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Author Notes: What Santibañez wants cooks to realize, he told me, is this: "There is a very important textural thing to guacamole -- we never really mush up the avocado. You want to feel everything." He crushes only enough of the avocado to warrant it consideration as a dip rather than a salad, but leaves the rest of the cubes intact, bathing them in the vividly flavored chile sauce, "a bit like salad properly dressed in vinaigrette," he writes. Recipe adapted slightly from Truly Mexican (Wiley, 2011). —Genius Recipes
Makes about 1 3/4 cups
- 2 tablespoons finely chopped white onion
- 1 tablespoon minced fresh serrano or jalapeno chile, including seeds, or more to taste
- 1/2 teaspoon kosher salt, or 1/4 teaspoon fine salt
- 1/4 cup chopped cilantro, divided
- 1 large or 2 small ripe Mexican Hass avocados, halved and pitted
- A squeeze of lime, if desired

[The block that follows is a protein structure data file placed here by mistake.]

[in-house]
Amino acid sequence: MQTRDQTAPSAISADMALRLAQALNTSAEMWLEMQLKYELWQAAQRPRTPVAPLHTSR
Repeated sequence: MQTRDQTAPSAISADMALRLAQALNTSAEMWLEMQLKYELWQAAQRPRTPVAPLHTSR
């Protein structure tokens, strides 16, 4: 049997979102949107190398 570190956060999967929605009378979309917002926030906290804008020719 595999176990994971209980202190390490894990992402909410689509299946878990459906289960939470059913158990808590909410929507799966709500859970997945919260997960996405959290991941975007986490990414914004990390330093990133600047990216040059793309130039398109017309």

- Mash the onion, chile, salt (the coarseness of kosher salt helps you make the paste), and half of the cilantro to a paste in a molcajete or other mortar. You can also mince and mash the ingredients together on a cutting board with a large knife or a fork, and then transfer the paste to a bowl.
- Score the flesh in the avocado halves in a crosshatch pattern (not through the skin) with a knife and then scoop it with a spoon into the mortar or bowl. Toss well (it should be like salad properly dressed in vinaigrette), then add the rest of the cilantro and mash very coarsely with a pestle or a fork. Season to taste with lime juice (if you'd like) and additional chile and salt.
- This recipe is a Community Pick!
How to Eat Cookies for Breakfast
Well, cookie butter that is
Eat cookies for breakfast.
Did you say vacation or cocktail?
It's time to travel.
The sauce savior.
Put cake on a pedestal.